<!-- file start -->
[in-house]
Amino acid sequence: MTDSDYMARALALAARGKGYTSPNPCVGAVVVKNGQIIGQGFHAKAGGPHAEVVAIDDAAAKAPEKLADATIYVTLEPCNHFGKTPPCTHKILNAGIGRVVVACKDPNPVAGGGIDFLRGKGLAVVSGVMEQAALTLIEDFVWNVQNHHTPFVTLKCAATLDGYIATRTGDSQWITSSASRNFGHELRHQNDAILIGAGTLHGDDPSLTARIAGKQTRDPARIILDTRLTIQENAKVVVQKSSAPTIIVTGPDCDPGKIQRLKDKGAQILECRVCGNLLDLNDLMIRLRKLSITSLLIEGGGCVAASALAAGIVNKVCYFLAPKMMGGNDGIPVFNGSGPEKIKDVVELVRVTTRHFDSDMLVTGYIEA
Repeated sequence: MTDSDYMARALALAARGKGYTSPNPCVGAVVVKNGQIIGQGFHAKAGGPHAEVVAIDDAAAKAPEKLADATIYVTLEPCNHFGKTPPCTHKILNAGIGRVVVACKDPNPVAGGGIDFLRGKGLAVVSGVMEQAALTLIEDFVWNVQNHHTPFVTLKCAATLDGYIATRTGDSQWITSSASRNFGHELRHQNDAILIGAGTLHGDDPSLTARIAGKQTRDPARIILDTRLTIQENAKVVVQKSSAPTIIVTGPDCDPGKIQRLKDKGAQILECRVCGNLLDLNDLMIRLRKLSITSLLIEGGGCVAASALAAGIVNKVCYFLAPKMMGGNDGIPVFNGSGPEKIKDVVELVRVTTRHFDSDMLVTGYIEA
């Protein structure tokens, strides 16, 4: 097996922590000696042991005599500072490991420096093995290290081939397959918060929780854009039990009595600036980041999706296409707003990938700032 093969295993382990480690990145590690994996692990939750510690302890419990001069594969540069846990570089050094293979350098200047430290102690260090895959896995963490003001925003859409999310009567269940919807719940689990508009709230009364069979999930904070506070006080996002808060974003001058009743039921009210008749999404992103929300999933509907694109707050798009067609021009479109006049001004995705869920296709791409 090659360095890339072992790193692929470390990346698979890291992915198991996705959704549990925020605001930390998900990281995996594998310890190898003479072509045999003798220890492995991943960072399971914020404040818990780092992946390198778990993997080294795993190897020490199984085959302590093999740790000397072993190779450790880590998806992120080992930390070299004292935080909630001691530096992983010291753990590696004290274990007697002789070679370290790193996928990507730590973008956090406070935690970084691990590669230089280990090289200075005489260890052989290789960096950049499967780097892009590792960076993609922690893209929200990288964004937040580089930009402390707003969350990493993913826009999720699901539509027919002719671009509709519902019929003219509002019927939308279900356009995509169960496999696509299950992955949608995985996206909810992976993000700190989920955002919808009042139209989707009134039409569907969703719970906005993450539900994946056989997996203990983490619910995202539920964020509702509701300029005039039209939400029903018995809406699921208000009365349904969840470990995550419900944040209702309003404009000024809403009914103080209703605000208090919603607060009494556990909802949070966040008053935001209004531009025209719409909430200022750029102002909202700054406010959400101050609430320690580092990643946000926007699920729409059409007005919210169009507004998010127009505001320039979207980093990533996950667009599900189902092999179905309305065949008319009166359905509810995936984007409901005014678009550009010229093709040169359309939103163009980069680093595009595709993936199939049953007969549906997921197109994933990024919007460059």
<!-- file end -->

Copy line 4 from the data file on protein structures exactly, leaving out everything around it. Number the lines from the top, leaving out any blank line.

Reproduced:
């Protein structure tokens, strides 16, 4: 097996922590000696042991005599500072490991420096093995290290081939397959918060929780854009039990009595600036980041999706296409707003990938700032 093969295993382990480690990145590690994996692990939750510690302890419990001069594969540069846990570089050094293979350098200047430290102690260090895959896995963490003001925003859409999310009567269940919807719940689990508009709230009364069979999930904070506070006080996002808060974003001058009743039921009210008749999404992103929300999933509907694109707050798009067609021009479109006049001004995705869920296709791409 090659360095890339072992790193692929470390990346698979890291992915198991996705959704549990925020605001930390998900990281995996594998310890190898003479072509045999003798220890492995991943960072399971914020404040818990780092992946390198778990993997080294795993190897020490199984085959302590093999740790000397072993190779450790880590998806992120080992930390070299004292935080909630001691530096992983010291753990590696004290274990007697002789070679370290790193996928990507730590973008956090406070935690970084691990590669230089280990090289200075005489260890052989290789960096950049499967780097892009590792960076993609922690893209929200990288964004937040580089930009402390707003969350990493993913826009999720699901539509027919002719671009509709519902019929003219509002019927939308279900356009995509169960496999696509299950992955949608995985996206909810992976993000700190989920955002919808009042139209989707009134039409569907969703719970906005993450539900994946056989997996203990983490619910995202539920964020509702509701300029005039039209939400029903018995809406699921208000009365349904969840470990995550419900944040209702309003404009000024809403009914103080209703605000208090919603607060009494556990909802949070966040008053935001209004531009025209719409909430200022750029102002909202700054406010959400101050609430320690580092990643946000926007699920729409059409007005919210169009507004998010127009505001320039979207980093990533996950667009599900189902092999179905309305065949008319009166359905509810995936984007409901005014678009550009010229093709040169359309939103163009980069680093595009595709993936199939049953007969549906997921197109994933990024919007460059």